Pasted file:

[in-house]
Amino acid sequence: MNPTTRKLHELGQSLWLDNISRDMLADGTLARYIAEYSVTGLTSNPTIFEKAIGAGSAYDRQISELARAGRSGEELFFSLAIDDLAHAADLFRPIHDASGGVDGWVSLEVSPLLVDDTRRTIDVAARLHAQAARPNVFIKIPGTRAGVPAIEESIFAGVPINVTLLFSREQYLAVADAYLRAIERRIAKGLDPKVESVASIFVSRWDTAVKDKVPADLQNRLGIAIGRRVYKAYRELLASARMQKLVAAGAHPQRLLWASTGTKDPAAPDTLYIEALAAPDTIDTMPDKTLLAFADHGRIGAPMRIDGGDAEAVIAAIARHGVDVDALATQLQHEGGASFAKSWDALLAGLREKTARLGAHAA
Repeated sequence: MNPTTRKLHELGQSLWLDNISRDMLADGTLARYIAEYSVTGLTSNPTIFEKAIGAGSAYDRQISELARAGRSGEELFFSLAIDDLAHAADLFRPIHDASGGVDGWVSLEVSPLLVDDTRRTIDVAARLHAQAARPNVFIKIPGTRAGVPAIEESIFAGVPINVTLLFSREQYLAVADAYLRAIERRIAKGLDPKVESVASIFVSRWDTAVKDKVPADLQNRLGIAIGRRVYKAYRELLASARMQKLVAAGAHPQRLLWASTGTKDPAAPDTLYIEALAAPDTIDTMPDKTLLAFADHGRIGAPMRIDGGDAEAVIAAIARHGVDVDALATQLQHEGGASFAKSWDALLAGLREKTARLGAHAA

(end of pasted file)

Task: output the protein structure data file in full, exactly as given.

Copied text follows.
[in-house]
Amino acid sequence: MNPTTRKLHELGQSLWLDNISRDMLADGTLARYIAEYSVTGLTSNPTIFEKAIGAGSAYDRQISELARAGRSGEELFFSLAIDDLAHAADLFRPIHDASGGVDGWVSLEVSPLLVDDTRRTIDVAARLHAQAARPNVFIKIPGTRAGVPAIEESIFAGVPINVTLLFSREQYLAVADAYLRAIERRIAKGLDPKVESVASIFVSRWDTAVKDKVPADLQNRLGIAIGRRVYKAYRELLASARMQKLVAAGAHPQRLLWASTGTKDPAAPDTLYIEALAAPDTIDTMPDKTLLAFADHGRIGAPMRIDGGDAEAVIAAIARHGVDVDALATQLQHEGGASFAKSWDALLAGLREKTARLGAHAA
Repeated sequence: MNPTTRKLHELGQSLWLDNISRDMLADGTLARYIAEYSVTGLTSNPTIFEKAIGAGSAYDRQISELARAGRSGEELFFSLAIDDLAHAADLFRPIHDASGGVDGWVSLEVSPLLVDDTRRTIDVAARLHAQAARPNVFIKIPGTRAGVPAIEESIFAGVPINVTLLFSREQYLAVADAYLRAIERRIAKGLDPKVESVASIFVSRWDTAVKDKVPADLQNRLGIAIGRRVYKAYRELLASARMQKLVAAGAHPQRLLWASTGTKDPAAPDTLYIEALAAPDTIDTMPDKTLLAFADHGRIGAPMRIDGGDAEAVIAAIARHGVDVDALATQLQHEGGASFAKSWDALLAGLREKTARLGAHAA